Public and Private Creativity


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Last weekend I finished reading Kim Werker’s book ‘Make It Mighty Ugly’.

I love this book.  I love you, Kim, for writing this book.

There are a load of reasons why I love Kim’s book.  For me, the main reason–she is clearly a kindred spirit when it comes to creativity.

On page 116 she describes an aspect of her creative process.  This is the first time, since I began reading creativity books, someone has described a pattern that is dominant in my creative process.

As a writer and artist, I cycle between two creative states.  I work full on, taking everything in, being connected, being public with what I am doing thinking making—art shows, blog, social media, leading workshops.  Then I go dark.  I retreat to my studio, shut the door, and continue making but in private.  I do not want to see, talk, or interact with anyone.  Leave me alone.  In this creative state, I bite.

I have always created in this way, always shifted from one state to the other.

I used to think because I wasn’t entirely one state or the other, there was something wrong with me.  I thought I was being wishy-washy and inconsistent, possibly unreliable.  Isn’t that one of the myths, artists are unreliable?

It took me years to understand this is my creative process.

My creativity has and needs both my public and private states of making.  These states are not opposites.  They are partners.  Each feeds, supports, and inspires the other.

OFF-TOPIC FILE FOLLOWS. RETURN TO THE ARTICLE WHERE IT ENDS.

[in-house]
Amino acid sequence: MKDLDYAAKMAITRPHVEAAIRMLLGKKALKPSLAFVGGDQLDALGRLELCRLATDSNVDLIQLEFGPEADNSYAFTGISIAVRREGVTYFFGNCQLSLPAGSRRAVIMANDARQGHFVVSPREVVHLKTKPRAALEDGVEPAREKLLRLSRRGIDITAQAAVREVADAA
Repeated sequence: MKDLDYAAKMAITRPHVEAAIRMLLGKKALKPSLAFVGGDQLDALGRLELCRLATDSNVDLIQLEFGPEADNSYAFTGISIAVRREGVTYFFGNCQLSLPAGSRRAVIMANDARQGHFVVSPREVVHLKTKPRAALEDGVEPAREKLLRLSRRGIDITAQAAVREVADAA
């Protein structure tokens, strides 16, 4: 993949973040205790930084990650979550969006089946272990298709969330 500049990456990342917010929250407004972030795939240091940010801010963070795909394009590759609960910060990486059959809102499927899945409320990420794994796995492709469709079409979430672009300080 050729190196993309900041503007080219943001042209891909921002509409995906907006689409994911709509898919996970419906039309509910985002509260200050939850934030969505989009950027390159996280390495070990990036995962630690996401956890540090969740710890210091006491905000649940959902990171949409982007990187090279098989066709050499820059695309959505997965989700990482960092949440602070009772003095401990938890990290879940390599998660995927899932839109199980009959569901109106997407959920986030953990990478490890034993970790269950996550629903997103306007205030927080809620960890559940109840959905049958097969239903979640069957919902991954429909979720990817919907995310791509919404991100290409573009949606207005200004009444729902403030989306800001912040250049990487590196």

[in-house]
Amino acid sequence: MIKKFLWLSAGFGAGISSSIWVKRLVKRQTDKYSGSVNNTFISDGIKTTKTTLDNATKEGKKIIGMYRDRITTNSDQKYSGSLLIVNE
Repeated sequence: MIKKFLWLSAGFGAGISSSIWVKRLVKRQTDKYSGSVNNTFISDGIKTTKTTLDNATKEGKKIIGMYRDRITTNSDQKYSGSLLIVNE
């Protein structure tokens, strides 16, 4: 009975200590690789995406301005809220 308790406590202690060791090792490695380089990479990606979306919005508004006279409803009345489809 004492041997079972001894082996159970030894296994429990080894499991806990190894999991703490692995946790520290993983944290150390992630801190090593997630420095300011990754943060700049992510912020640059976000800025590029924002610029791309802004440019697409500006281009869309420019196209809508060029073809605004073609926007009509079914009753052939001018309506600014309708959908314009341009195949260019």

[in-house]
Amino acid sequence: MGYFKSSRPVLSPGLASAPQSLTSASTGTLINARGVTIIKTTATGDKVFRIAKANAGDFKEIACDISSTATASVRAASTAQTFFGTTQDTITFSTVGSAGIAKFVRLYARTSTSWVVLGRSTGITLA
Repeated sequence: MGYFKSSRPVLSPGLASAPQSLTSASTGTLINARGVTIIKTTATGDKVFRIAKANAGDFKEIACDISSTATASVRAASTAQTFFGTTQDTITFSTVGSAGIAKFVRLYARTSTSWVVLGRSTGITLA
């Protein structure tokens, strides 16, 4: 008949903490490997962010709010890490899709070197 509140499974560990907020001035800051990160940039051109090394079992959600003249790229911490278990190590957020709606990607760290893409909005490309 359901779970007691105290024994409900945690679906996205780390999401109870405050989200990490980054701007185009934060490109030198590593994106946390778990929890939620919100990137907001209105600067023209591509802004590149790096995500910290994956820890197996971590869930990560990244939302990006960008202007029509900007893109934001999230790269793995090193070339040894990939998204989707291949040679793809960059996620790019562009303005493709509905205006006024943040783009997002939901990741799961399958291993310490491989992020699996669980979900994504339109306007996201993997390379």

Maybe this is obvious to you, but for some reason I couldn’t see it.  I had to learn by doing, understand through experiencing, that this pattern of creating is my normal.  I learned there is not something wrong with me.  This is the way I operate.

The other thing I learned from accepting my pattern of creating is there is no single creative process.  There are as many processes as there are people.  Each of us has a unique way of making what we make.  The creative process is as wildly creative as creativity itself.

_____________________

In this post:

Kim Werker, book, ‘Make It Might Ugly:  Exercises and Advice for Getting Creative Even When It Ain’t Pretty’, Sasquatch Books, 2014.  http://www.kimwerker.com/  Thank you, Kim, for sharing your book and your creativity.

 

4 thoughts on “Public and Private Creativity

  1. As I try to relax into a quiet period (fighting calling a rut!), this was a truly heartening thing to read, Cat. Thank you so much for your kind words, and your kindred outlook. ❤

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    1. You are so welcome, Kim! Other kindred creative processes–interested in way too many things and requiring a massive lack of structure in order to make stuff. As an art student, the school director called me ‘very self-directed’ and I am not sure he meant it in a good way. Well, it works for me. xo

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